Just because someone is accused of drunken driving because of a failed Breathalyzer test doesn’t mean it’s a slam-dunk case, say several Galveston County legal experts who call into question the effectiveness of the devices.

“There are some major issues with it,” said Jonathan Zendeh Del, a Galveston attorney who specializes in alcohol-related cases. “The test just uses so many assumptions — the height, the weight, the temperature, metabolic rate and blood content of a suspect.”

Breathalyzers and their accuracy have increasingly come under scrutiny across the country in recent months. One common model, the Alcotest 9510, made headlines when researchers in Washington found problems with the source code might cause inaccuracies, according to news reports.

Although Galveston County uses a different model of Breathalyzer, the Intoxylizer 9000, the results are equally questionable at times, area legal experts agreed.

“Juries are always going to question it,” Zendeh Del said. “There’s almost always video and juries know what a drunk person looks like. If a person looks fine on video and gets a result of .25, there’s some kind of disconnect there. The two things don’t match.”

The county upgraded to the new Intoxylizer model in 2016 after using the 5000-model for about 30 years, Zendeh Del said.

Meanwhile, officials with the Galveston County District Attorney’s Office said Breathalyzer results were increasingly less a focus in DWI-related prosecutions.

“Now, with the process of warrants for blood tests, in DWI cases you’re seeing more of that,” First Assistant District Attorney Kevin Petroff said.

Law enforcement agencies in the county have increasingly come to rely on a new program called the Safety Through Rapid Investigation of Key Evidence, or STRIKE, program, which enables police to process DWI claims more efficiently, officials said.

When someone refuses a Breathalyzer test, police officers using the STRIKE program telecommunicate with a judge via internet at the crime scene or traffic stop and submit sworn affidavits to obtain a blood sample, officials said.

Officers then take the suspect to a medical facility where a blood sample can be obtained, officials said.

Breathalyzers are becoming increasingly irrelevant because of the program, said Mark Diaz, a Galveston defense attorney.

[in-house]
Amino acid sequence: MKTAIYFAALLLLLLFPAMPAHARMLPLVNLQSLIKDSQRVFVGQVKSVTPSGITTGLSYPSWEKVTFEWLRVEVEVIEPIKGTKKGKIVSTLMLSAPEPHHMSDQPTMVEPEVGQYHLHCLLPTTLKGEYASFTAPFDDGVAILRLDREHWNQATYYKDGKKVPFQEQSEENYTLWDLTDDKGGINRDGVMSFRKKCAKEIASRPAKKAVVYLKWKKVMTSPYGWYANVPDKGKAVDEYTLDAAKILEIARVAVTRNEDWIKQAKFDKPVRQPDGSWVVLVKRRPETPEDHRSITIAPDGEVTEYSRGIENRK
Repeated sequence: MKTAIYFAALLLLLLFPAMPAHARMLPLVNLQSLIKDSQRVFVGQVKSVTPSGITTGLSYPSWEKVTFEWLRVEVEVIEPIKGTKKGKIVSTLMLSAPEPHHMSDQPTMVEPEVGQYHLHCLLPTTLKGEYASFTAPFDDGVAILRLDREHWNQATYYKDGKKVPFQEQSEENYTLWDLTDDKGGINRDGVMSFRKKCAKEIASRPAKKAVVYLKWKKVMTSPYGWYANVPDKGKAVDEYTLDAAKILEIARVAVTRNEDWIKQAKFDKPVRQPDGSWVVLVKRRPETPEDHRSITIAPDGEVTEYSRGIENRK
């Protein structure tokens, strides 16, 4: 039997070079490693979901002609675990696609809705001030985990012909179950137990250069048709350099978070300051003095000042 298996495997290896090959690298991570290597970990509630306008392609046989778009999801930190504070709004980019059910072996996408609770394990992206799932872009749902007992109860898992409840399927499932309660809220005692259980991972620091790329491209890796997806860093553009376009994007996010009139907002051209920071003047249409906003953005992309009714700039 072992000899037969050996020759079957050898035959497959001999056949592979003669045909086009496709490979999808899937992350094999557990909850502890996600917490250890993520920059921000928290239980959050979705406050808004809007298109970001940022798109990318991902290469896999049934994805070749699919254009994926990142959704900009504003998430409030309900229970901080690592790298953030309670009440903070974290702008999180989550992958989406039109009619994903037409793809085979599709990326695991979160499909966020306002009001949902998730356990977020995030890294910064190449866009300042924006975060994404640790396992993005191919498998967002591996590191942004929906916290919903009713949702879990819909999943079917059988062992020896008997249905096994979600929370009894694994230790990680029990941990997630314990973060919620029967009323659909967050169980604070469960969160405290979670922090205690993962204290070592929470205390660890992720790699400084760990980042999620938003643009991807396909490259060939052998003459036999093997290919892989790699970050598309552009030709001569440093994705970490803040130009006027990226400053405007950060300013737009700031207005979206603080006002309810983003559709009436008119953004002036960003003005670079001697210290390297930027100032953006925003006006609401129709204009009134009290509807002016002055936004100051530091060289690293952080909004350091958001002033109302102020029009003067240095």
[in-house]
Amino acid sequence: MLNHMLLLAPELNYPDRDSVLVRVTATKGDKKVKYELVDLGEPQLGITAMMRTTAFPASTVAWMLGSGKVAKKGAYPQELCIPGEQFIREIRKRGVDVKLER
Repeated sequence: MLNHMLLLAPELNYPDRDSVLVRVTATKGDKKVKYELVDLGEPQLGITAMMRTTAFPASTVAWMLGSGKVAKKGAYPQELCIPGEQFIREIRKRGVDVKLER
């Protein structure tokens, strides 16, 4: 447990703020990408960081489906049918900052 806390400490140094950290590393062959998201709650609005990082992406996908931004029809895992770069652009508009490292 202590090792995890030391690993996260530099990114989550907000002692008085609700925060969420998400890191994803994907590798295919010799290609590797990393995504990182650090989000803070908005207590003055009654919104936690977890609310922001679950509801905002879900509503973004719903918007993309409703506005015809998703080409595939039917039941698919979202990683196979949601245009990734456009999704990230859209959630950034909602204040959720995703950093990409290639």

Despite the preference of blood samples to Breathalyzer results, the devices can still be cause for concern in some cases, said Greg Russell, another area defense attorney.

“There have been some occasions were the results have raised my eyebrows,” Russell said. “They normally take two samples and sometimes they will be far apart. Say, for instance, someone blows a .12 and then a .18. That’s .06 apart. The results should be closer.”

The firing of a League City Police Department employee who handled DWI Breathalyzer tests for more than six years in 2016 also calls into question the results of the tests, Russell said.

Marianela Martinez was fired from the department in June 2016, leading defense attorneys to call into question many of the results she oversaw, law experts said.

Martinez was responsible for managing breath alcohol instruments for nine law enforcement agencies. Martinez’s primary responsibilities included the maintenance, testing and integrity of documents associated with these instruments, according to documents from the League City Police Department.

“We still have cases pending in our office that happened during that,” Zendeh Del said.

Martinez oversaw Breathalyzer examinations while the state was using the Intoxylizer 5000, but the new model Intoxylizer 9000 still has many issues, Zendeh Del said.

Problems stemming from Breathalyzer tests are enough to become part of many legal defenses, Zendeh Del said.

“I don’t want to call it a junk science, but I don’t agree with it,” he said. “Blood samples are a lot more accurate.”

Matt deGrood: 409-683-5230; matt.degrood@galvnews.com


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